Sunday, October 24, 2010

A Walk through Sta. Cruz, Laguna

* a simple monument (probably for a prominent person from Sta. Cruz) found as one enter the town proper of Sta. Cruz

* the usual words of celebration found in almost all parts of Laguna

* a marker commemorating the bravery of the guerillas of Sta. Cruz who fought during World War II

* a view of the town park: simple yet relaxing, especially if you take a breather there at sunset

* a towering monument of Jose Rizal, one that identical to the monument found in Nagcarlan, Laguna

Sta. Cruz shows that a capital does not necessarily have to be literally in the center of a town or city or to be the hub of all economic activities. True, Sta. Cruz now has all the establishments it needs to thrive but at first glance, it would seem that its distance (as compared to Calamaba for instance) is a turn-off to business ventures. But it has held the title of Laguna’s capital and despite the distance it is a fast developing town. I wonder if there is already a move to elevate it to a city.

Another good thing about the town, similar to the towns after Bay (that is, Victoria and Pila), is that it was able to maintain the town atmosphere. In common language, the bayan feel. I don’t know if a chance reader can relate to it. You try to take a short rest at the town’s park around sunset and you’ll get a blast of a relaxing view: small stalls selling merienda; children playing on the ground; and the beautiful sky turning into crimson as the sun sets in the west. Jeepneys are present on one side of the town center but for me, they are not as bothersome as the jeepneys in Calamba, Los Baños, or San Pablo. Someone may chance upon this entry and contradict this observation, but I can counter that how you see a town or any other place is something that is personal in nature. Kanya-kanya ‘yan.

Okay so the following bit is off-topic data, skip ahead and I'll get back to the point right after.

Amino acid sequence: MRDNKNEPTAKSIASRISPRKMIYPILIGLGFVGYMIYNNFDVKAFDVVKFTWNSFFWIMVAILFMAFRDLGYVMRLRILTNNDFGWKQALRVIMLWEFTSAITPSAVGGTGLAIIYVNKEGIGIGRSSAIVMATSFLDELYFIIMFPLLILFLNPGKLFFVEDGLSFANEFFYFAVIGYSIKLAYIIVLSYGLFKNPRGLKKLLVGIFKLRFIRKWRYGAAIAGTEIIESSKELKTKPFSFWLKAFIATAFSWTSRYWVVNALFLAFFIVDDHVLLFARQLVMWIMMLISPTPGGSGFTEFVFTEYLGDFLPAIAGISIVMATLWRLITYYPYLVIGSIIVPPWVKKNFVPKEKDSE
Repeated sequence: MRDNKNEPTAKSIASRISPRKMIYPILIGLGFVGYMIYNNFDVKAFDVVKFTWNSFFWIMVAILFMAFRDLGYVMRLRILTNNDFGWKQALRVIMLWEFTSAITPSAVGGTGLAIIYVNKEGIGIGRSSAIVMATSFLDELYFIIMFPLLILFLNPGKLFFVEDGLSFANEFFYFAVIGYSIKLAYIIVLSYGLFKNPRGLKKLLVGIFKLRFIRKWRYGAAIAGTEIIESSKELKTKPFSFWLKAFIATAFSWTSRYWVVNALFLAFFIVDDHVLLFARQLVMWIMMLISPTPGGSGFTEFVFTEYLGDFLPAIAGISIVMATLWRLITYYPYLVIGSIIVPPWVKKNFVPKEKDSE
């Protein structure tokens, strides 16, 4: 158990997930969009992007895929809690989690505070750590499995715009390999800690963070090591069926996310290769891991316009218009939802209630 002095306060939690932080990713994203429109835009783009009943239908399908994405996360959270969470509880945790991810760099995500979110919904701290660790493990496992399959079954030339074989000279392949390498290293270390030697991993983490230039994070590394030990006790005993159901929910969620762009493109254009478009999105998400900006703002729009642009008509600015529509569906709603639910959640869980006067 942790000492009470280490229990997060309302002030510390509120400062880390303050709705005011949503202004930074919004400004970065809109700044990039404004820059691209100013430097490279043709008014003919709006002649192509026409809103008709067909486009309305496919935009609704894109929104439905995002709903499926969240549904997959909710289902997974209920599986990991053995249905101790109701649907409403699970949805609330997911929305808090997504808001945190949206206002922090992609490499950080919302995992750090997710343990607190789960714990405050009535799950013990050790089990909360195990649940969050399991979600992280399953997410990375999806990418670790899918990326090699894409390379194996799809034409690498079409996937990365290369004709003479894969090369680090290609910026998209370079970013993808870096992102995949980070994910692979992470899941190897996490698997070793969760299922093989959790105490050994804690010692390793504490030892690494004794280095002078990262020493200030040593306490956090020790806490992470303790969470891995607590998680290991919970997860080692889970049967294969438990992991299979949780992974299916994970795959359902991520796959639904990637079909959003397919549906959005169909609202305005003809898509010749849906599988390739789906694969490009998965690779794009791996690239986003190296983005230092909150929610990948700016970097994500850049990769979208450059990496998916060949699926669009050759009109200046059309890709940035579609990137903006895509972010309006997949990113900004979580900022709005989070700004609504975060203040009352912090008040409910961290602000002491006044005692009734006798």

* one thing I find lovely about the shops in Sta. Cruz: the display windows!

* one of the many stores in the town market selling native products; it seems that the town is specializing in such products

* a night scene at a busy street in Sta. Cruz

* an arc put up at a bridge that traverses the Sta. Cruz river

* I would concede that this shot is not so informative, but the view of the Sta. Cruz river the night we visited it was simply overwhelming

At the park is a marker saying that it was the place where Wha–Chi guerillas (Philippine-Chinese Anti-Japanese Guerilla Force) fought against the Japanese that led to the liberation of the town on January 26, 1945. The town church where the Japanese confined themselves was successfully captured through the combined forces of the HUKBALAHAP and Hunter’s ROTC.

As I have said earlier, a revisit to Sta. Cruz is necessary. I am yet to allot time for full-blown trips to places in the country which shall primarily deal on walking through streets and digging into details of churches and old houses and structures and (hopefully) spending a few days in the places we are to visit.

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